Looking for a more gender neutral Bible? Try HCSB
March 21 2002 by Tony W. Cartledge , BR Editor

Looking for a more gender neutral Bible? Try HCSB | Friday, March 22, 2002

Friday, March 22, 2002

Looking for a more gender neutral Bible? Try HCSB

By Tony W. Cartledge BR Editor

Southern Baptist critics of the new Today's New International Version (TNIV) might be surprised to learn that LifeWay's new Holman Christian Standard Bible (HCSB) is also considerably more gender-inclusive than the King James Version (KJV) and the New International Version (NIV).

The HCSB was introduced in the spring of 1999 as a more accurate and readable Bible translation that would preserve the integrity of scripture. In an article distributed by Baptist Press, Kenneth H. Stephens, president of Broadman & Holman (B&H), LifeWay's publishing arm, said, "Up until now, every English translation of the Bible has been a tradeoff between accuracy and readability. The more accurate it was, the harder it was to read, and the more reader-friendly it was, the more it drifted from a precise translation of the original text. With our Bible, we've eliminated the tradeoff."

David R. Shepherd, B&H vice-president for Bible publishing, said the new translation would not follow the path of political correctness. "Some recent translations have reinterpreted the Bible to make it consistent with current trends and their own way of thinking," he said. "Current trends in Bible translation have been a real wake-up call for everybody who's concerned about preserving the integrity of Scripture. The (H)CSB will be under the stewardship of Christians who believe we should conform our lives and culture to the Bible - not the other way around."

This vision did not prevent HCSB translators from adopting a far more gender-neutral approach to language than the KJV and the NIV.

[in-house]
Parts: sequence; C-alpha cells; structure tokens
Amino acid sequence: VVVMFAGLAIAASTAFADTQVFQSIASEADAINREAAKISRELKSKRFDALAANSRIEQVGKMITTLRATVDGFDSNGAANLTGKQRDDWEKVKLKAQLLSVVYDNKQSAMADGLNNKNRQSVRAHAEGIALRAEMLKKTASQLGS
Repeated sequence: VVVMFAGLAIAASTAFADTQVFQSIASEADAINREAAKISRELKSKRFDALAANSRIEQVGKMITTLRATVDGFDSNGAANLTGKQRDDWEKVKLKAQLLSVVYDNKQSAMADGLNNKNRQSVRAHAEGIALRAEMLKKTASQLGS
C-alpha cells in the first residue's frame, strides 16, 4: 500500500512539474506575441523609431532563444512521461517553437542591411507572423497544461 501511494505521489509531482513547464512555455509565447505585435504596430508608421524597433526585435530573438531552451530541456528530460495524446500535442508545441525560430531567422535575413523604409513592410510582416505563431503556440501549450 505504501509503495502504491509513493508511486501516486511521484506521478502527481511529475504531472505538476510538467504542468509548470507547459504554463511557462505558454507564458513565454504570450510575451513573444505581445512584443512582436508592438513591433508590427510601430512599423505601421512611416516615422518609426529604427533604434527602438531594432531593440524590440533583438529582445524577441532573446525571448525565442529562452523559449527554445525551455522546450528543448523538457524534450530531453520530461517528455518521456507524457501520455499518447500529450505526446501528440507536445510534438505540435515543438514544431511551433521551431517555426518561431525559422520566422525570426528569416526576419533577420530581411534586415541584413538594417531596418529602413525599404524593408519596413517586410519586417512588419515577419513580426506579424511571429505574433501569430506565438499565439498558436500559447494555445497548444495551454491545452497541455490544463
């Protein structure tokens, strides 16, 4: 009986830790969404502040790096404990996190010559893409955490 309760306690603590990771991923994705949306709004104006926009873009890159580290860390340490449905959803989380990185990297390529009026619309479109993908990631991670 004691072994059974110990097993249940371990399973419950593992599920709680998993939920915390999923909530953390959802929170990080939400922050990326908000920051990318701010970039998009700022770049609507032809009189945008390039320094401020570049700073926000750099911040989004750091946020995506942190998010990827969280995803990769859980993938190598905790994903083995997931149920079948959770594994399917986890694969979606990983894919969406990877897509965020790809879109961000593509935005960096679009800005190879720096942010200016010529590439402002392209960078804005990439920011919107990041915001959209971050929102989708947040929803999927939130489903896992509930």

David Stratton, pastor of Brunswick Islands Baptist Church in Supply, had noticed gender-neutral language in the HCSB and became curious when he saw the extensive criticism being leveled at the TNIV. He did some research and chose a sample of seven books in the New Testament (Mark, Acts, Romans, 1 Corinthians, 1 Thessalonians, James and Revelation). He read each book in the KJV, the NIV, the TNIV and the HCSB versions. The Old Testament is not yet available for either the HCSB or the TNIV.

Stratton first used the KJV as a baseline to flag gender language, and compared it to the other versions. He then read the same books a second time, using the NIV as the baseline for gender language.

In those seven books, he found 339 verses in which the HCSB is more gender neutral than the KJV and/or the NIV, and 194 verses in which the HCSB is more gender neutral than the NIV alone.

For example, in Mark 4:9, the KJV says, "He that hath ears to hear, let him hear," while the NIV has "he who has ears to hear, let him hear." The TNIV renders the phrase as "Whoever has ears to hear, let them hear," and the HCSB reads "Anyone who has ears to hear should listen!"

In Romans 2:16, Paul says God will judge the "secrets of men" (KJV). The NIV translates the phrase as "men's secrets," while the TNIV has "everyone's secrets" and the HCSB has "what people have kept secret."

For the familiar passage in James 5:16, the KJV refers to the "effectual fervent prayer of a righteous man." The NIV also has "righteous man." The TNIV translates as "a righteous person," while the HCSB avoids any gender reference with "the righteous."

In passages dealing with addresses to church leadership, however, the HCSB is more careful to preserve male terminology. For example, in Acts 20:30, where Paul addresses the elders of the church at Ephesus, the KJV says, "Also of your own selves shall men arise," and the NIV renders it "Even from your own number men will arise." The TNIV says "some" will arise, but the HCSB has "men from among yourselves will rise up."

Both the HCSB and the TNIV are careful to retain male pronouns like "he" and "him" that refer to God. However, the HCSB - surprisingly - is more likely than the TNIV to translate masculine participles that refer to God in a gender-neutral manner.

For example, Rev. 1:4 speaks of "him which is, and which was, and which is to come" (KJV). The NIV translates "him who is, and who was, and who is to come," and the TNIV keeps the same reading. The HCSB, however, has "the One who is, who was, and who is coming."

Likewise, in a reference to God in Rom. 9:12, both the NIV and TNIV translate "him who calls." The HCSB uses the gender-neutral "the One who calls." Similar translations can be found in Acts 22:9 and a number of texts in Revelation, including 2:1,8,12; 3:1,7; 4:9,10; 5:1,7,13 and several others.

Which version best represents the original meaning of the text? Each reader must answer that for (a) himself, (b) herself or (c) oneself.

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3/21/2002 11:00:00 PM by Tony W. Cartledge , BR Editor | with 0 comments
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